I have a tumor in my hand that was removed several years ago. I saw a TV show that said benign tumors like mine can come back and that some benign tumors go malignant. Now I'm worried it might happen to me. What can you tell me about this?
Benign tumors of the hand are fairly common. They can affect the bone (e.g., osteoid osteoma, cysts, giant cell tumors), cartilage (e.g., osteochondroma, enchondroma, periosteal chondroma, fibromas), fat/connective tissue (e.g., lipomas, giant cell tumor of tendon sheath), nerves (e.g., Schwannoma, neurofibroma), and blood vessels (e.g., glomus tumor).
Many benign tumors of the hand recur or come back after being removed. In growing children, this can be a problem because of how fast and how large these tumors can become. Most benign hand tumors do not convert to a malignant type. The type most likely to metastasize (spread) are giant cell tumors of the bone.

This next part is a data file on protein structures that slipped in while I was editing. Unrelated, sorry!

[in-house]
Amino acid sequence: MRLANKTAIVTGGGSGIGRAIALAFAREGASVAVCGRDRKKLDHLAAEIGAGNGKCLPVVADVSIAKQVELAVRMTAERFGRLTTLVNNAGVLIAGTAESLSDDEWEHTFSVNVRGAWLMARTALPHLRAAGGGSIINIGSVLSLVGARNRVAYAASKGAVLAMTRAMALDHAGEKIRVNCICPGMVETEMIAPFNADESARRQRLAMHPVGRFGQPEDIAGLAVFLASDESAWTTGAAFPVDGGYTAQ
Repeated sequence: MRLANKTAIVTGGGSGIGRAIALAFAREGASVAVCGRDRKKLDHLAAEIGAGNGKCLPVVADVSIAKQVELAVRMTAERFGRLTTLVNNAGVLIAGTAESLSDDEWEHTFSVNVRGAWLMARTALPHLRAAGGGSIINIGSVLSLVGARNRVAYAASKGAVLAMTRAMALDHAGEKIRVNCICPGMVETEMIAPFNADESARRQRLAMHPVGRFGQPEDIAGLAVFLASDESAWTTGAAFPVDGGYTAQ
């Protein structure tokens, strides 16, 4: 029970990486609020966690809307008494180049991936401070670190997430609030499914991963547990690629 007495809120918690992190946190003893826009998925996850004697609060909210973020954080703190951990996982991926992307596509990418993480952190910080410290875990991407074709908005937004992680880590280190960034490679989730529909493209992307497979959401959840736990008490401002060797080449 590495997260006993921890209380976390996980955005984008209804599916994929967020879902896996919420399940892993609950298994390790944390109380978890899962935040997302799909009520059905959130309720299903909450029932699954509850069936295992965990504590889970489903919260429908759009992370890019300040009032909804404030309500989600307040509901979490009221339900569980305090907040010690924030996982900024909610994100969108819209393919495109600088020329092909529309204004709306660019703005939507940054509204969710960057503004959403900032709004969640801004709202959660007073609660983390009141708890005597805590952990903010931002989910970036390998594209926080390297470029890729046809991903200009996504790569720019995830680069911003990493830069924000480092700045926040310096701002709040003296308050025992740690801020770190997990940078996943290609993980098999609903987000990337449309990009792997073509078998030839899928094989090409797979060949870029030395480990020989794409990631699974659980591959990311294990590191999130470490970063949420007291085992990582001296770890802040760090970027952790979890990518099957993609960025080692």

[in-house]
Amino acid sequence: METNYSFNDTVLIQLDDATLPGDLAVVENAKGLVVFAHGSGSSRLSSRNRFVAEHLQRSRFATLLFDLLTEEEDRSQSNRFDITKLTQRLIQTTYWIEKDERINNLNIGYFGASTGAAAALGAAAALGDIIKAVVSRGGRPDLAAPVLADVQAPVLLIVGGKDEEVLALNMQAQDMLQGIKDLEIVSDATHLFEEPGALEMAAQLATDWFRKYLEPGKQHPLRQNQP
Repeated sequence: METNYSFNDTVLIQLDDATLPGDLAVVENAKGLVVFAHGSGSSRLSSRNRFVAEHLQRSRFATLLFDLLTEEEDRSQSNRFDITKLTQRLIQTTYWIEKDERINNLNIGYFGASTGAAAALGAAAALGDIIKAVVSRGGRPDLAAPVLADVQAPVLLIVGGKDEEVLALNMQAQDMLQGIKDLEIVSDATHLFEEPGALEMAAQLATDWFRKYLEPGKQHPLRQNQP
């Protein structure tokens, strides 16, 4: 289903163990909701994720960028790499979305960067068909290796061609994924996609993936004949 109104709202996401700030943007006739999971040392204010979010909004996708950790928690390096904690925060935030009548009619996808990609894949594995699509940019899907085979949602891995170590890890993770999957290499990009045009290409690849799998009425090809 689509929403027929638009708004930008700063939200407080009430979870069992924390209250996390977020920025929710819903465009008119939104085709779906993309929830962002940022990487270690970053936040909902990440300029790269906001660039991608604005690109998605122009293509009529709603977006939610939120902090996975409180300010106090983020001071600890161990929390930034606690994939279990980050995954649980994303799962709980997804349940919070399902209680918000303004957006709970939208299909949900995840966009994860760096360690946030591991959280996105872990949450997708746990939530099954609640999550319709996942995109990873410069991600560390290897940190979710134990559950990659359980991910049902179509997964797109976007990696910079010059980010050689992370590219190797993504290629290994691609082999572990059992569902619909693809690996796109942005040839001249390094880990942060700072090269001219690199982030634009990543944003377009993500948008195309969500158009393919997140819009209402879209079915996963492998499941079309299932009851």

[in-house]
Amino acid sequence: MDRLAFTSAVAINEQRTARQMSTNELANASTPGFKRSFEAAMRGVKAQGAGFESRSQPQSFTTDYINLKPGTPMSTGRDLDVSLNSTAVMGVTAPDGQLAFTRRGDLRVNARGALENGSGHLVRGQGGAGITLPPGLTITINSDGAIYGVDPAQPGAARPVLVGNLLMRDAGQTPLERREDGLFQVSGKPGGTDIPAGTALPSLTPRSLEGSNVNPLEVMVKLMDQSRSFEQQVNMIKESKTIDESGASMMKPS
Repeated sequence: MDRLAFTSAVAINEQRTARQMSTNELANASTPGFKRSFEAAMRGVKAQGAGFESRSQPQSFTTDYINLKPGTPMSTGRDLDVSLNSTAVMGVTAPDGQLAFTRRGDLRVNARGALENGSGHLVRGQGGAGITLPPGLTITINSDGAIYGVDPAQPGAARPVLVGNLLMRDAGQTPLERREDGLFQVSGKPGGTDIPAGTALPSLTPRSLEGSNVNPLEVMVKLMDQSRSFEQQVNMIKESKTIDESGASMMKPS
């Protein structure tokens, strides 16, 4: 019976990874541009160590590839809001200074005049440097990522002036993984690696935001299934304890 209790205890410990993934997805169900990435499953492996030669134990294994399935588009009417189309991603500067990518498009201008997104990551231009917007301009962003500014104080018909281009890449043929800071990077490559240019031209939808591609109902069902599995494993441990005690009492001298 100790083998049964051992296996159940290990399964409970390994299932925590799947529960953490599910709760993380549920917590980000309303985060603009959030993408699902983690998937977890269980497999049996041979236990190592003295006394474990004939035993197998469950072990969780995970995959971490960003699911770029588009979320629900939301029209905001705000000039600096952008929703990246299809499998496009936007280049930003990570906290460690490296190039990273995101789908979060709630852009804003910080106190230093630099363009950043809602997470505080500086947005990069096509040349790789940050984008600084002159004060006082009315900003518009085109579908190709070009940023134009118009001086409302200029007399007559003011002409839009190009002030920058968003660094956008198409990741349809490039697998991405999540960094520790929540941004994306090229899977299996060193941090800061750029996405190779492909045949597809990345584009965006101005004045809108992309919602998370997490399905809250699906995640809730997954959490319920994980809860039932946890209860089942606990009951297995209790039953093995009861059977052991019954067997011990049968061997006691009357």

Anyone who is diagnosed with this type of tumor will automatically have a chest X-ray and/or CT scan ordered. Metastasis to the lungs is the first place malignancy might be observed.
If you are at risk for conversion from a benign to malignant tumor, your physician will monitor you for any signs of malignancy. Fast growth of a lump or bump, the formation of new lumps/bumps, increasing pain, or any other suspicious signs and symptoms must be reported to your primary care physician or hand surgeon right away.
If you are wondering what your risk of recurrence or conversion may be, find out the exact diagnosis (type of tumor) and ask if it is likely to come back or metastasize. This information may give you peace of mind and/or direction for future follow-up.
William T. Payne, MD, and Greg Merrell, MD. Benign Bony and Soft Tissue Tumors of the Hand. In The Journal of Hand Surgery. November 2010. Vol. 35A. No. 11. Pp. 1901-1910.
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